I’ve recently been asked to mentor a new teacher in the science department. I’ve never had this role before. I want to help her, but I don’t want to be too intrusive or judgmental. What should I do?
—Erica, Abilene, Texas
The first year of teaching is difficult, and a recent study indicates that 8% of beginning teachers who were assigned a mentor were not teaching in the following year, compared with 16% of those who were not assigned a mentor. NSTA recognizes the importance of this mentorship/induction process in its position statement Induction Programs for the Support and Development of Beginning Teachers of Science. This document has a good description of the roles and responsibilities of mentors and mentees.
I’ve had experience both as a mentor (and mentee) and in creating induction plans. I’ve seen how an effective mentor is a “critical friend”—a role model, a good listener, a provider of feedback, a source of suggestions and resources, and a shoulder to cry on. You’re right to want to be helpful, but not overbearing. She’ll do some things very well, and you can celebrate with her. She’ll make some mistakes, and you can help her learn from them.
Mentors share their expertise in a non-supervisory relationship. A mentor is not judgmental or a “sage on the stage” demanding the new teacher do things in a prescribed way. A good mentor should be a “guide on the side” offering advice and suggestions. A good mentor will encourage the mentee to try new strategies and help the mentee reflect on the results. The mentor may even learn something new as part of the process.
How can you help your new science colleague?
- Meet at scheduled times–before school, after school, or during a common planning period, perhaps weekly at first. Later, these meetings could be on an as-needed basis.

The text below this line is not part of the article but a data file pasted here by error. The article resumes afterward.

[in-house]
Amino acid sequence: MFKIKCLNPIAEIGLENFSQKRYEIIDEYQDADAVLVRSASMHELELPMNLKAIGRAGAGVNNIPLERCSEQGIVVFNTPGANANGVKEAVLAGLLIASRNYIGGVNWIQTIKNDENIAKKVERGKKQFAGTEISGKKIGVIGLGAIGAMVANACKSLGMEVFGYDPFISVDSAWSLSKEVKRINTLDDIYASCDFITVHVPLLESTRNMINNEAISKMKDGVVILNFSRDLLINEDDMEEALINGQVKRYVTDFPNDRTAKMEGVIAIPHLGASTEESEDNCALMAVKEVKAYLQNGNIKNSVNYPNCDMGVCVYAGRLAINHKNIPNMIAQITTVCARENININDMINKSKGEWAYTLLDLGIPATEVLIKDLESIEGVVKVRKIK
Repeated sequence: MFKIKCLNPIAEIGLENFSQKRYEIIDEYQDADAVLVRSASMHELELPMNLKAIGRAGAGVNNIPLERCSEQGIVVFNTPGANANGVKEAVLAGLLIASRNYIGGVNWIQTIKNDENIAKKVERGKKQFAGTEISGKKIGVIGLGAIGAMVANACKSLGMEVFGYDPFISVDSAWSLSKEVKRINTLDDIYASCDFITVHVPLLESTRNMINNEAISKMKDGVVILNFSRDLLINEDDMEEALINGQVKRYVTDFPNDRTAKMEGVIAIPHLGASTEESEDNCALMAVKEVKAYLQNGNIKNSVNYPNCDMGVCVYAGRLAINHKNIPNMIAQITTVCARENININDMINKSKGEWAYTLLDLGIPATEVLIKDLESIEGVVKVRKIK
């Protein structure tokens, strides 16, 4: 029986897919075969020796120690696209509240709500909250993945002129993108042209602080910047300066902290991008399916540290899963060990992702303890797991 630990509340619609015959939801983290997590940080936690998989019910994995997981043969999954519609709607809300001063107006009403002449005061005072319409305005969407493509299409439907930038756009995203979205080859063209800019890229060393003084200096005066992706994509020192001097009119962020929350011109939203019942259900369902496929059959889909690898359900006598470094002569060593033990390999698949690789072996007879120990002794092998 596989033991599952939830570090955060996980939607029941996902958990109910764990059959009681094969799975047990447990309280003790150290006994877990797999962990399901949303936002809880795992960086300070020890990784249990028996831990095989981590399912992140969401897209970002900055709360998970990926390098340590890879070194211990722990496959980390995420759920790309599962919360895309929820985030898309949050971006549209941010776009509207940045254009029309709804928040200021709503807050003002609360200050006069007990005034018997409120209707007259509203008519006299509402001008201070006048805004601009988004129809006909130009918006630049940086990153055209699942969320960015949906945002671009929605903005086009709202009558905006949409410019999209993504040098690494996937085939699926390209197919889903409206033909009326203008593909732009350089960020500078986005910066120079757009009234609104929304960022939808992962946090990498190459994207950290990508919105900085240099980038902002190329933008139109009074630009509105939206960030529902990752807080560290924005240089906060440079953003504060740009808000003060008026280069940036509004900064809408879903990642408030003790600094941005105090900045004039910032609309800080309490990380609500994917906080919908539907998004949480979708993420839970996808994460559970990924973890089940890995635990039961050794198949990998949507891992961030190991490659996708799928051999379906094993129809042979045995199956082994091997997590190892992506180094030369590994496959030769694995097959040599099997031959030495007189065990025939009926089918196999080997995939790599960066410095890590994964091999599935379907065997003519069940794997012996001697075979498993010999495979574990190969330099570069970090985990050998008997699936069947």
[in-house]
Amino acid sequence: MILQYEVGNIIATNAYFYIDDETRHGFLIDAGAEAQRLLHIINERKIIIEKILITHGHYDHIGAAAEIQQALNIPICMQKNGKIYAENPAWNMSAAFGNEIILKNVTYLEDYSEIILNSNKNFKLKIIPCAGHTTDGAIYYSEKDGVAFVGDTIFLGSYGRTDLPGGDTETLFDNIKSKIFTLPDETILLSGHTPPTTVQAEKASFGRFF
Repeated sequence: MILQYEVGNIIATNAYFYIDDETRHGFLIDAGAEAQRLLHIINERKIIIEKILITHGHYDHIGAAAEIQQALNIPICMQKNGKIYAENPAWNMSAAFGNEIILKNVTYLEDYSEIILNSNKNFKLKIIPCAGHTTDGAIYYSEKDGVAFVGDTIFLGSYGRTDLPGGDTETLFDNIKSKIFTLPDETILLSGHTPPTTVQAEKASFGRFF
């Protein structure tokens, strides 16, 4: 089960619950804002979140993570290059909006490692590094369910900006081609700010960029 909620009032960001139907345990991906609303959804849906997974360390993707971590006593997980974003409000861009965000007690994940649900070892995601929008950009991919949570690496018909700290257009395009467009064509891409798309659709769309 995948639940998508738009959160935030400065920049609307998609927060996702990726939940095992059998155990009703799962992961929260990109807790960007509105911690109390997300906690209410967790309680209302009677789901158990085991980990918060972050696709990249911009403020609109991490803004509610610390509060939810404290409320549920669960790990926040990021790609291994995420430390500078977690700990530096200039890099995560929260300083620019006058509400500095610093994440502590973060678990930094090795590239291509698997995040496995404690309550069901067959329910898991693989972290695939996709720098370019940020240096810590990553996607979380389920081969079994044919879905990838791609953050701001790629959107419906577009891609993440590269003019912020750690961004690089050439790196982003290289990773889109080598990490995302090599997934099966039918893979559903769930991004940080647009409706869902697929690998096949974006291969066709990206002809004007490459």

- Assist with understanding the curriculum, selecting instructional strategies, and designing assessments.
- Share your resources and experiences with facilitating lab activities
- Emphasize safety issues.
- Help the new teacher organize equipment and supplies safely and efficiently.
- Help the new teacher resolve issues related to classroom management and student behavior.
- Advise her on school policies and procedures (deadlines, paperwork, emergency plans, extra duties, and so on).
- Share the school culture and alert the new teacher to some of the unwritten “rules” (so the newcomer doesn’t take someone’s favorite parking space, for example).
- Introduce the mentee to key people and help her form professional relationships.
- Be the go-to person to answer her questions—or help her find the answer.
Find out from your principal or personnel director if there are required meetings, with forms to document the meeting times and events. If your school has a formal induction program, you should receive a handbook or other documentation describing the components and requirements. If your school does not have a formal program, I’d suggest that you and your mentee keep a log or journal of your activities and conversations.
If you and your mentee have the same planning period, it makes it easier to meet. But if you have different planning periods, it makes it easier to observe each other’s classes. Or you could cover a class for her as she observes another teacher for ideas or suggestions.
Encourage your mentee to join NSTA (or enroll her as a gift!). Teachers in their first five years of teaching get a discount rate, with access to all of the NSTA resources (journals, listserves, newsletters, discussion forums, and the NSTA Learning Center).
When I mentored new teachers (both officially and unofficially), I often shared stories of my big “aha” learning moments as a mentee. For example, when I was relieved to find out some of the students causing problems in my class were causing problems in other classes, too—I learned not to take their misbehavior personally. I taught several different subjects the first year, so I learned the value of color-coding to organize materials, especially for lab activities. I learned having the day’s agenda on the board helped students to focus on the learning activities. I learned not to take myself too seriously and to have fun with the students (in a purposeful way, of course). I was grateful to have an individual who took the time to mentor me, and I was glad to return the favor.